And the spears were washed clean…


I was surfing on blog links yesterday evening, and came across a reference to a film which can be variously described as ”glorious history’, ‘xenophobic rubbish’, ‘racist propaganda’ or simply one of the best action films ever made. 

I write of course about ‘Zulu’, the story of the defence of a tiny mission station in Natal, South Africa in January 1897, by British soldiers from B company, 2nd Battalion, 24th Foot, later known as the South Wales Borderers, some Natal Militia volunteers; all under the command of Lieutenant John Chard and Lieutenant Gonville Bromhead.The garrison of the mission station comprised 8 officers and 131 non-commissioned ranks. Of these 17 were killed and 10 wounded.

The battle of Rorke’s Drift followed the massacre of over 1700 British troops at Isandlwhana by the same Zulus who fought against the tiny number of British soldiers. to this day, no one resally knows how a disciplined force was overrun by such a foe, but they were, and the Welshmen who died at Rorke’s Drift were all shot by British bullets from British rifles captured the previous day.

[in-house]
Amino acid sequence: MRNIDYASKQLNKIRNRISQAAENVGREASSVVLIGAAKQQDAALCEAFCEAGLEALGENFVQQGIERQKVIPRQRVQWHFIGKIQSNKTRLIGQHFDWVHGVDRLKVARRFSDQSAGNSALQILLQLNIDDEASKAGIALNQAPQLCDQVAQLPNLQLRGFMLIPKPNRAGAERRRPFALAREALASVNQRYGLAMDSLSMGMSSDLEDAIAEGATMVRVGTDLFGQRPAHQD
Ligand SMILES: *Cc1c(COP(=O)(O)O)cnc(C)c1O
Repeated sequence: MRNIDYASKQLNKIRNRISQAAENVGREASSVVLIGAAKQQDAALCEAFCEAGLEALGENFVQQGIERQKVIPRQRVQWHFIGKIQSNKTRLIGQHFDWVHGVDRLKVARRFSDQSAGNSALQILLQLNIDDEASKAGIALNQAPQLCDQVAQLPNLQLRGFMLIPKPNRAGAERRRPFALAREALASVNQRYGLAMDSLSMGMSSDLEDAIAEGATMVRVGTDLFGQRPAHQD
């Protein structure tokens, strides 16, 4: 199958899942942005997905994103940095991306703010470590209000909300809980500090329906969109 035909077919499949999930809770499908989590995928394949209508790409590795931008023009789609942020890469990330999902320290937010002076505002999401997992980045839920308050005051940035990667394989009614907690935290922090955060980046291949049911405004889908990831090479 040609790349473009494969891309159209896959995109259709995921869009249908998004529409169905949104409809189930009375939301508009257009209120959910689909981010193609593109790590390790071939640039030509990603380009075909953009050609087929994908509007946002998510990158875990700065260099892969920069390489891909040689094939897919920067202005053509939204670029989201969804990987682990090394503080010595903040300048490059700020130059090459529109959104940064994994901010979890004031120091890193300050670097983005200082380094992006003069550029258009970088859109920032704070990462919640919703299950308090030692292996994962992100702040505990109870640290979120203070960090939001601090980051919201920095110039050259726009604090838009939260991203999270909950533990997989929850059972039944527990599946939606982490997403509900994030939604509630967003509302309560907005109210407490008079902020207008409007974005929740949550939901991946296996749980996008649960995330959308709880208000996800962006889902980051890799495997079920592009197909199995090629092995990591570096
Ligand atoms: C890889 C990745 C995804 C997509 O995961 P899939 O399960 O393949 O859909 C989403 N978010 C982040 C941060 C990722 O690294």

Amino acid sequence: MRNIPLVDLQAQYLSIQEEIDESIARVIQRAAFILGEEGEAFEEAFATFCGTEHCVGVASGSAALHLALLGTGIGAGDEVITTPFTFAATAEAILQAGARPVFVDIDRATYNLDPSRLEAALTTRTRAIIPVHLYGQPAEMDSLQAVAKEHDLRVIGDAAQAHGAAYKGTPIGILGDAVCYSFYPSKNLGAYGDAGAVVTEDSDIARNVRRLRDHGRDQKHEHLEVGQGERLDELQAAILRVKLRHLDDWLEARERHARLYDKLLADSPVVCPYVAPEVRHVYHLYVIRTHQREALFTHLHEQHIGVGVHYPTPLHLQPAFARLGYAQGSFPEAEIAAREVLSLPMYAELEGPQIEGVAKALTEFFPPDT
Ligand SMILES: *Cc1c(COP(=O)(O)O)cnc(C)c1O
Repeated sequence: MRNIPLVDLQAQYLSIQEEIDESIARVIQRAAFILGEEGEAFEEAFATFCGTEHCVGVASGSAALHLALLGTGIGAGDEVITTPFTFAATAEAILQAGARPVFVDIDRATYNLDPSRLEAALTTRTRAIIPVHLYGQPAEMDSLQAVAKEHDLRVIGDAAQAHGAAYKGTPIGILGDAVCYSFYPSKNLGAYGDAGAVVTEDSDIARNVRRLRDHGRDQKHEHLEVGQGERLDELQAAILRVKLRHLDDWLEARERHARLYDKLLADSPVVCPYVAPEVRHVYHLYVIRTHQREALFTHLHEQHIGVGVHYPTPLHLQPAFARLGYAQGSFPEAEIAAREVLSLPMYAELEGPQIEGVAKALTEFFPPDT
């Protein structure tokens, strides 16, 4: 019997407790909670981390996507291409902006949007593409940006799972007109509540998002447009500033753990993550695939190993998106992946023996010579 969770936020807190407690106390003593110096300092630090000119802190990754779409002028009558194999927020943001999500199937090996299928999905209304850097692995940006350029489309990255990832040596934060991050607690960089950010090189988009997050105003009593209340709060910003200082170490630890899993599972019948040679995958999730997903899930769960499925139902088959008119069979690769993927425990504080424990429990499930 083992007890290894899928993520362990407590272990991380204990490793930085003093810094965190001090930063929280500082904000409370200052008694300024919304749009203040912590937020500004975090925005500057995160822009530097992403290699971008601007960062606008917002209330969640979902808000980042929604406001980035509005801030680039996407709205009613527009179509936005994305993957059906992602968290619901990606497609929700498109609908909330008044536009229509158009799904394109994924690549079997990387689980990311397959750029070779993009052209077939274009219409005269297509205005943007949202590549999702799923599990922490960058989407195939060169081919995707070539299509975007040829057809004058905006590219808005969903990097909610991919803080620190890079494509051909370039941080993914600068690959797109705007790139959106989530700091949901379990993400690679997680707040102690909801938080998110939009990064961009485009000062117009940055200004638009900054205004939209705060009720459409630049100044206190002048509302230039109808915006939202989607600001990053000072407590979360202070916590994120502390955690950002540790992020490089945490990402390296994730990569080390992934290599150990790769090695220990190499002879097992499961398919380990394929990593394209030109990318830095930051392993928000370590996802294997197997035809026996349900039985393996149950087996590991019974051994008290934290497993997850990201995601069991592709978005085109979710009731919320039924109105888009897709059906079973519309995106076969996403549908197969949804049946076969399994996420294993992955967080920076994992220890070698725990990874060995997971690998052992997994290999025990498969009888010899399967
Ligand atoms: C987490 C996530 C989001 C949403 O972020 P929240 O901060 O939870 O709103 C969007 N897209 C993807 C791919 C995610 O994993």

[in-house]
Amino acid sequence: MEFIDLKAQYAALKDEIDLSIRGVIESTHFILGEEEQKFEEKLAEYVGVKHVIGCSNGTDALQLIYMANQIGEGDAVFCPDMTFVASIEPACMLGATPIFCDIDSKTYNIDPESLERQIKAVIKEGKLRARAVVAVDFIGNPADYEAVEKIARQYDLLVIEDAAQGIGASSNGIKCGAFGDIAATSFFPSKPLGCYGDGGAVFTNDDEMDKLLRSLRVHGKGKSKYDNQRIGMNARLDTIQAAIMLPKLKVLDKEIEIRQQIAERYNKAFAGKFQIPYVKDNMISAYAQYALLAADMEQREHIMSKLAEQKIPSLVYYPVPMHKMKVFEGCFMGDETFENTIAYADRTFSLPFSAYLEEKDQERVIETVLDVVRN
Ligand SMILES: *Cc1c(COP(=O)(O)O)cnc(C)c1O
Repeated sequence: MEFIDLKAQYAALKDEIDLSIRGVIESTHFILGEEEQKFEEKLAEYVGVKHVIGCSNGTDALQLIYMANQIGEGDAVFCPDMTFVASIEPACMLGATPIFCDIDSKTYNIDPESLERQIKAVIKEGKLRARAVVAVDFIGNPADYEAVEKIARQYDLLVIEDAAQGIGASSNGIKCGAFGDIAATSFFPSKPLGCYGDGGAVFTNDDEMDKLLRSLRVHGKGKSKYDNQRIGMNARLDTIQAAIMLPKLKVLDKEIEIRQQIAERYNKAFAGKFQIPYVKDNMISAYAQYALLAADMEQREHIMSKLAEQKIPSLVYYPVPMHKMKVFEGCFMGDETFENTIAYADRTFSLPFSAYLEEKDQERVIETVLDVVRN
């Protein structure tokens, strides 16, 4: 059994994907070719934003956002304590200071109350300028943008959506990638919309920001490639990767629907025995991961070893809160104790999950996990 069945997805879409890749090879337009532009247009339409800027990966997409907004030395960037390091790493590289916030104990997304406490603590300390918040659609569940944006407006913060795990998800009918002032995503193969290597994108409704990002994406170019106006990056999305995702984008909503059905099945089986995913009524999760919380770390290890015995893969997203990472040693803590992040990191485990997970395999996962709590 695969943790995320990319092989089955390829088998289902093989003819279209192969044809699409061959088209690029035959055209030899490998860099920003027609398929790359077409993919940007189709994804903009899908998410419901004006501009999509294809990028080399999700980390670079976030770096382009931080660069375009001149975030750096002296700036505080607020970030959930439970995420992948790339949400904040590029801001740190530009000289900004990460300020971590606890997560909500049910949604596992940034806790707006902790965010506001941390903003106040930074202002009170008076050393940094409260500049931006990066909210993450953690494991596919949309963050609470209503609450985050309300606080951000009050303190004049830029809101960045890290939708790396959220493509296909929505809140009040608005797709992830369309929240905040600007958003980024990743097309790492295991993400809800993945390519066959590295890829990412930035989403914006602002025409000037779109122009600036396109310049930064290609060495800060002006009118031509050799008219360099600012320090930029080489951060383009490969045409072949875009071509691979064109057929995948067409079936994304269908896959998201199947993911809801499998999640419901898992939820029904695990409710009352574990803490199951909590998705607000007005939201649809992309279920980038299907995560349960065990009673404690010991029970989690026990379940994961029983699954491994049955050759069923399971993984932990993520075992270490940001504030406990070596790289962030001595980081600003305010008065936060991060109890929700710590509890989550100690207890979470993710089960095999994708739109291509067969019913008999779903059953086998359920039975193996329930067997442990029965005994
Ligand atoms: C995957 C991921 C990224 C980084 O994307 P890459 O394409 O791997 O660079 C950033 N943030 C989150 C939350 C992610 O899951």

When I was in Durban during my Merchant Navy days, the nightwatchman aboard our ship was an incredibly ancient Zulu man, and we got talking one evening. H e claimed that his grandfather fought at Isandlwhana as part of a Zulu ‘Impi’ or regiment, and what his grandfather told him as a young boy had stayed with him all those years. He told me that the young men were always placed at the vanguard of the charge, and the older, more experienced warriors at the rear. The battle cry was simple, “Those who move forward may die; those who run back will die!”

 

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